The human body’s ability to maintain balance is remarkable. Balance is the ability to stay upright and steady. For us to maintain normal balance, several muscles and symptoms in the body must work together. However, unless we lose that ability, most of us take it for granted.
Balance problems can make you feel dizzy, unsteady, and lightheaded. If you have a balance problem, you may be afraid of doing even your routine daily activities. Even the simplest tasks may be exhausting. You may lose strength or become isolated or depressed. If your balance is abnormal, you may have an abnormal walking pattern resulting in a fall and possible injury. You may feel as if the room is spinning around you or as if you are about to fall over. Your brain coordinates signals to your vision, muscles, joints, vision, and more. But many conditions, such as neurological problems, vestibular disorders, orthopedic injuries, or side effects from medications, may cause these signals to go awry. Loss of strength and flexibility, whether from disease, aging, or a sedentary lifestyle, can also lead to a deterioration in balance.
How does anatomy affect balance?
The muscular system of the legs and feet support, balance, and move the body. Whether the body is at rest or in motion, these muscles are constantly adjusting to maintain balance.
- The quads are the muscles across the front of the thigh. They help flex the leg forward and straighten the knee.
- The hamstrings are in the back of the thigh. Their job is the opposite of that of the quads. They bend the leg backward and bend the knee.
- The gluteus muscles are located in the back and side of the hips. They are responsible for extending the leg backward, moving the leg away from the center of the body (abduction), and rotating the leg outwards (external rotation).
- Your calves contain two different muscles: the gastrocnemius and the soleus. The gastrocnemius is the larger calf muscle, and the soleus is the smaller, flat muscle behind it. They have distinct functions, but both contribute to plantar flexion (pointing your toe) and are essential to walking, running, and keeping balance.
- Dorsiflexion is the backward bending and contracting of your foot or hand. Limitations in ankle dorsiflexion have been associated with balance dysfunction.
How do we keep our balance?
A properly functioning balance system allows us to stay oriented, control our movements, see clearly, and make automatic adjustments to maintain posture and stability in various situations.
- Nerves serve as the connection between the brain and the rest of the body. The nerves may become less sensitive over time, due to age, disorders, or traumatic injuries. Peripheral neuropathy refers to damage to the nerves outside the brain and spinal cord. These nerves send messages from the central nervous system, the brain, and the spinal cord to the rest of the body.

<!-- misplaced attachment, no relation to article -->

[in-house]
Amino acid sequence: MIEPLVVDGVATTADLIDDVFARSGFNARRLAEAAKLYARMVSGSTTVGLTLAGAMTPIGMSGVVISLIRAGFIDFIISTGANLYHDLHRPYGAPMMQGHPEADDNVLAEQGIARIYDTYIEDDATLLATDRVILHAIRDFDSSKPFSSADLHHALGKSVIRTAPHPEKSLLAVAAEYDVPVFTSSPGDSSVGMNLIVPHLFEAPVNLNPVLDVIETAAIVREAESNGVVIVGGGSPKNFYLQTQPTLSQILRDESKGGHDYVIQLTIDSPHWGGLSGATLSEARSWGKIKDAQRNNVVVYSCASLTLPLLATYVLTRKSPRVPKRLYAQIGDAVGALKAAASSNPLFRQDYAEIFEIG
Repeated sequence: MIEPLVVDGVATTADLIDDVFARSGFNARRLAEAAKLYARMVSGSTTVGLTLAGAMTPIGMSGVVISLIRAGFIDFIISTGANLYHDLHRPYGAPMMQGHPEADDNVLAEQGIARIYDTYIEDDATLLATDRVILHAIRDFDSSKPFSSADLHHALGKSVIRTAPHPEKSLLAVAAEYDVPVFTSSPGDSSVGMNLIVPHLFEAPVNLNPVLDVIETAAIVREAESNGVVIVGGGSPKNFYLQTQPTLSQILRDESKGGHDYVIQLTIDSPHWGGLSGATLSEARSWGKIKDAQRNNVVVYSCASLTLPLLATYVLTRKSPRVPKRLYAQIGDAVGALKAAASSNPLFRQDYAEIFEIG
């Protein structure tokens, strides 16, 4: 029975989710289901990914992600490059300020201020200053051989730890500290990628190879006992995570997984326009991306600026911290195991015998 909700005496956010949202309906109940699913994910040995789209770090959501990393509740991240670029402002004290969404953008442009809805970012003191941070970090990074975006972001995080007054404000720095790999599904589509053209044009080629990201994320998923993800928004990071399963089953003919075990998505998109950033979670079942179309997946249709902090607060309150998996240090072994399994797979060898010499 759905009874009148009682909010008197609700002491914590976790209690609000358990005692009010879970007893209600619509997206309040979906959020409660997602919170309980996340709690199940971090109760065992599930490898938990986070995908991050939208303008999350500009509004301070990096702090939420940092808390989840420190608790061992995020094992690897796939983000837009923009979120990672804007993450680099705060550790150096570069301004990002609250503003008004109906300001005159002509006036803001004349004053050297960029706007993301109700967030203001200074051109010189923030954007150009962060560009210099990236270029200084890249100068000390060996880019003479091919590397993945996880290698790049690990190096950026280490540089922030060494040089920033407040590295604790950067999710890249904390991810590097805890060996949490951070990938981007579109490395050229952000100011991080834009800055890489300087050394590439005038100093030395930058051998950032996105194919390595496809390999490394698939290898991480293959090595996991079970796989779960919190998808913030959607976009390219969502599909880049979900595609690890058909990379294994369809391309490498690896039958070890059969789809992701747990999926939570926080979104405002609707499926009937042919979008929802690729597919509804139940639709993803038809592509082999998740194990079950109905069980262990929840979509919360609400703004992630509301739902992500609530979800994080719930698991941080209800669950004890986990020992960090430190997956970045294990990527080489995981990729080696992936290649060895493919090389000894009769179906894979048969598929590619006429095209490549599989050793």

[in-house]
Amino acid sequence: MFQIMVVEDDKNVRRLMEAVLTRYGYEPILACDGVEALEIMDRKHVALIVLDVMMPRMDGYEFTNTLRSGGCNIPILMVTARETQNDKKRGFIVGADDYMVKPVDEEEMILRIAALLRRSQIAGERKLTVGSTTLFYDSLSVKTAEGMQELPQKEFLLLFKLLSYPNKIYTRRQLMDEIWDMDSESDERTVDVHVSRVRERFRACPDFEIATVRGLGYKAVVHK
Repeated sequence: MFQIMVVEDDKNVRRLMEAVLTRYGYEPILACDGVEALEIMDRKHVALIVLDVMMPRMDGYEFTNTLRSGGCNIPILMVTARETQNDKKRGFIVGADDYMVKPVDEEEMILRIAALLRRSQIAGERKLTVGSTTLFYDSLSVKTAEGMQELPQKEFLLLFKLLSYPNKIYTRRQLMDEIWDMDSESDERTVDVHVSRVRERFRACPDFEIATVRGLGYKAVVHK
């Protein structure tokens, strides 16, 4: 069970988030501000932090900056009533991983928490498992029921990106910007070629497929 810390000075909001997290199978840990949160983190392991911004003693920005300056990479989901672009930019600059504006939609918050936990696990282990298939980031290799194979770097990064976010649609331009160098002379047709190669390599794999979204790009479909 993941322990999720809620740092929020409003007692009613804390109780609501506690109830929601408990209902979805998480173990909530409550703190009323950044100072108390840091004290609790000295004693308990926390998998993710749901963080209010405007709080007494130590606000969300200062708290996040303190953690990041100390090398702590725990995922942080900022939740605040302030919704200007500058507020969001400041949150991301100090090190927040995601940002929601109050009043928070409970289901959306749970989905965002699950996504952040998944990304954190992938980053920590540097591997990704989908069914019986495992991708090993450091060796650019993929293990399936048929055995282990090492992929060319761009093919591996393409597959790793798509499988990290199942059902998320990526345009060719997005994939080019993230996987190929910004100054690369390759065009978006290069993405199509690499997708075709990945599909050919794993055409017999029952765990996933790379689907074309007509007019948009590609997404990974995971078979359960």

- Proprioception is the body’s ability to sense its location, movements, and actions. It’s the reason we’re able to move about freely, for example, walking without looking at our feet. Receptors in the muscles, joints, ligaments, and skin receive information indicating the body’s position and movements. This information is sent to the brain, which uses it to make necessary adjustments.
- Semicircular canals are fluid-filled channels in the inner ear. They help the brain with orientation and balance.
- Vision helps us adjust our body’s position, which helps us avoid obstacles in our path. For example, the proprioceptive system depends on the information the eyes and brain give them, helping with stability and position, whether standing still or in motion.
Therefore, you need sensory input, motor control, and muscle power to maintain stability. Illness, neurological disorders such as vertigo or developmental coordination disorder (DCD), medications, and advancing age can affect all the systems involved in balance.
How can we improve our balance?
Statistics show that more than one out of four older people fall each year, and every 19 minutes, an older adult dies from a fall. Injuries resulting from a fall are the sixth leading cause of death in the elderly. Although older people often experience balance problems, loss of balance is not an inevitable result of aging. Research shows that people of all ages can improve their balance with exercise. By challenging the body’s muscles, improving circulation, and creating new connections in the brain, you can change the way your body functions and improve your balance. Overall, exercise programs “reduced falls that caused injuries by 37%, falls leading to serious injuries by 43%, and broken bones by 61%.” Experts say that exercise can train, or retrain, the body’s sense of its position in space. Best of all, you can do balance exercises anytime or anywhere.
Good balance affects everything you do, even simple acts such as walking or tying your shoes. If you or someone you know is suffering and in need of physical therapy for a balance disorder, contact Cawley Physical Therapy & Rehab at 570-208-2787.